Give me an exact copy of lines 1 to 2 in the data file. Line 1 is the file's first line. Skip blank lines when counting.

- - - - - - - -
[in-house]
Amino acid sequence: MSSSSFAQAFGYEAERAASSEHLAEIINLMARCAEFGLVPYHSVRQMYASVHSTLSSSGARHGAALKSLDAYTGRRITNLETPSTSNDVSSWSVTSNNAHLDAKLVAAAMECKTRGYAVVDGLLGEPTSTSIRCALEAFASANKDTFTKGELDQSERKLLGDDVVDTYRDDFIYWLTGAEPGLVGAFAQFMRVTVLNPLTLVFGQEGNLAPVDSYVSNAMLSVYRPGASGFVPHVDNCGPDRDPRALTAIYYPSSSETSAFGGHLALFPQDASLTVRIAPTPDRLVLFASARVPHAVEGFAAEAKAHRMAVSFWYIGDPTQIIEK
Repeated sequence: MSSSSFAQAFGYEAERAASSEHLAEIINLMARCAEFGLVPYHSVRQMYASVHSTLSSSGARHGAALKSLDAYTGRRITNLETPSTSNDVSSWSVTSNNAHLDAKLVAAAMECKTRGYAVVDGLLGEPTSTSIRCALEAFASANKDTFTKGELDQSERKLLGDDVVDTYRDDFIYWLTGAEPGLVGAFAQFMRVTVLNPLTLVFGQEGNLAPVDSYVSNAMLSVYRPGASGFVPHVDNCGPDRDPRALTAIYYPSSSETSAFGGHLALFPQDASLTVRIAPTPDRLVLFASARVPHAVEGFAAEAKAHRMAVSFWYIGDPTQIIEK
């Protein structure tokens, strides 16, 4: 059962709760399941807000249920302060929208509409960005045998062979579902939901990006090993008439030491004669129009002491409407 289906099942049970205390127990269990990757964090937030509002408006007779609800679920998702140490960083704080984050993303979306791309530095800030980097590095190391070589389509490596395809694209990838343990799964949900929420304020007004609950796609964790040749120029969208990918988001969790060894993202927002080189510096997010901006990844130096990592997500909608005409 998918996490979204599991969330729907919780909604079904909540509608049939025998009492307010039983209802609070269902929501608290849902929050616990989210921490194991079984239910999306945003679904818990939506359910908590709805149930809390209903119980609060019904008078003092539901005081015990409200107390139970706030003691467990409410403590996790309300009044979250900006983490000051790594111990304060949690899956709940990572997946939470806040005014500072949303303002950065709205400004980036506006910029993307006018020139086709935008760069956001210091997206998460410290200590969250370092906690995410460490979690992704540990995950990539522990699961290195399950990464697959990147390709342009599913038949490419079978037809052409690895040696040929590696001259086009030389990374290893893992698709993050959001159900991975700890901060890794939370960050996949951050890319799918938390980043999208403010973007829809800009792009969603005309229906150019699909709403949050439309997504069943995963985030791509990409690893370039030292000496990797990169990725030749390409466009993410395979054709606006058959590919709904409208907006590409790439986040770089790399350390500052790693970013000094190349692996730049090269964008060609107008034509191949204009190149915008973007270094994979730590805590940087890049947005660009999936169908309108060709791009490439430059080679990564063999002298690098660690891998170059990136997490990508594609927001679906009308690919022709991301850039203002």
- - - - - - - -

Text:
[in-house]
Amino acid sequence: MSSSSFAQAFGYEAERAASSEHLAEIINLMARCAEFGLVPYHSVRQMYASVHSTLSSSGARHGAALKSLDAYTGRRITNLETPSTSNDVSSWSVTSNNAHLDAKLVAAAMECKTRGYAVVDGLLGEPTSTSIRCALEAFASANKDTFTKGELDQSERKLLGDDVVDTYRDDFIYWLTGAEPGLVGAFAQFMRVTVLNPLTLVFGQEGNLAPVDSYVSNAMLSVYRPGASGFVPHVDNCGPDRDPRALTAIYYPSSSETSAFGGHLALFPQDASLTVRIAPTPDRLVLFASARVPHAVEGFAAEAKAHRMAVSFWYIGDPTQIIEK